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Buying a condo is similar to buying a home in that the buyer holds a mortgage and pays property tax, but what the buyer owns is the air space between the walls of the condo and shared ownership of the common areas of the community which can include swimming pool, meeting room and work out area.

If a condo owner falls behind in payments, the mortgage holder can reclaim the property, which affects only the owner. The owner can work with the lender in order to keep his property.

Co-op buying constitutes the buying of shares in the company that owns the building. The buyer does not hold a mortgage nor does he pay property tax but still has use of the unit and common areas of the community.

If a co-op owner falls behind in payments, it affects the entire community and the shares can be taken away, leaving the owner with nothing to show for his payments. The company can remove an owner more easily than a mortgage lender can.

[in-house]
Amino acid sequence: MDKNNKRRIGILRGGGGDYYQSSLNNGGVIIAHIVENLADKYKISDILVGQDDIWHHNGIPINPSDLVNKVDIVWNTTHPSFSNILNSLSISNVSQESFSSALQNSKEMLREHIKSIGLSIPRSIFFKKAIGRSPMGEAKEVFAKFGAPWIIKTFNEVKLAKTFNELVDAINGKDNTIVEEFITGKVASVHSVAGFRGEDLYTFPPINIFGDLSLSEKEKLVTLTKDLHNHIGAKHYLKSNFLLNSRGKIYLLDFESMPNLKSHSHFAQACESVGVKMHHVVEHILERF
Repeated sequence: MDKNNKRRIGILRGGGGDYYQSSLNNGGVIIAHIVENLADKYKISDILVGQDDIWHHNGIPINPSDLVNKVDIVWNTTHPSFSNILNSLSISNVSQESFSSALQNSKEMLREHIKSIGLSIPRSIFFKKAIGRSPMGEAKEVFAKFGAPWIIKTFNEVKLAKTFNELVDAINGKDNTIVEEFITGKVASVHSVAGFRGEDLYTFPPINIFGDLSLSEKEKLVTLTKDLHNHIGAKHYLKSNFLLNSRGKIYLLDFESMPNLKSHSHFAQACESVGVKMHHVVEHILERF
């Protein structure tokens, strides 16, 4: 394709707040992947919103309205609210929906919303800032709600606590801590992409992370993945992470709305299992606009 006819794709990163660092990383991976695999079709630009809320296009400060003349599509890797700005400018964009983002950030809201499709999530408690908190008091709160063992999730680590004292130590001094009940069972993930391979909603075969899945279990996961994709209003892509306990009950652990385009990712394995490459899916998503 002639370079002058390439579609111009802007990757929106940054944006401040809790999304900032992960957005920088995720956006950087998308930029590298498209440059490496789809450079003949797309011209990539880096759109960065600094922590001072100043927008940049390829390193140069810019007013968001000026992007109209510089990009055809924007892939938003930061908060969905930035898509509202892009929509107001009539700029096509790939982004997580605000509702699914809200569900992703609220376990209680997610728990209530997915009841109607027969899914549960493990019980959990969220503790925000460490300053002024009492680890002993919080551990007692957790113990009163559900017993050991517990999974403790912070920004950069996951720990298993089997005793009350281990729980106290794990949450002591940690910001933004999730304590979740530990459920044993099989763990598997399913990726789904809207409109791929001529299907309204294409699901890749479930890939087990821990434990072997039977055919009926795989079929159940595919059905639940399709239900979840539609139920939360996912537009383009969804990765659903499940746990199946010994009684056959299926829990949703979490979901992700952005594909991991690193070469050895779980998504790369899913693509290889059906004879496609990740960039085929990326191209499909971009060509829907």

Mortgage lenders are more apt to loan money for a condo rather than a co-op because it is actual real estate rather than shares in a company. In both condo and co-op ownership, there is a board made up of the owners who make the rules for the community. In a condo, the board has less power over the individual owners lifestyle, while in a co-op, the board usually has stringent rules about owning pets, subletting, or remodeling the unit.

Things to look for when wanting to purchase a condo or co-op:
- Inspect the building to see if it is well kept. Include all common areas in this inspection.
- Find out if there are more renters than owners living in the building. If there are more renters, the building may not be kept as well since the owners are not around to make sure that it is.
- Review the rules carefully to see if you can live with them because they are enforced.